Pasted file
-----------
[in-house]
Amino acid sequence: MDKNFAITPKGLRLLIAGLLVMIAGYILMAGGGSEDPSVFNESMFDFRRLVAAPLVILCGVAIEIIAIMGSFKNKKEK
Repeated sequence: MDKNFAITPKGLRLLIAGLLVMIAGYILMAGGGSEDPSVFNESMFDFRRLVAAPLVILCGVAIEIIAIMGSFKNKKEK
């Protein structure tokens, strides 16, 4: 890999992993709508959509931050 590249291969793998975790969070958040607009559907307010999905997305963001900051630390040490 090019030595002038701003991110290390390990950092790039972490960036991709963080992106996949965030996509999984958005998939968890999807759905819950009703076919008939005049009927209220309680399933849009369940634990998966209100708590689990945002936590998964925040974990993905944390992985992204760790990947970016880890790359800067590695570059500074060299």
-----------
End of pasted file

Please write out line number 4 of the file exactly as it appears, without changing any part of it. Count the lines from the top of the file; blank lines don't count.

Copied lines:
């Protein structure tokens, strides 16, 4: 890999992993709508959509931050 590249291969793998975790969070958040607009559907307010999905997305963001900051630390040490 090019030595002038701003991110290390390990950092790039972490960036991709963080992106996949965030996509999984958005998939968890999807759905819950009703076919008939005049009927209220309680399933849009369940634990998966209100708590689990945002936590998964925040974990993905944390992985992204760790990947970016880890790359800067590695570059500074060299």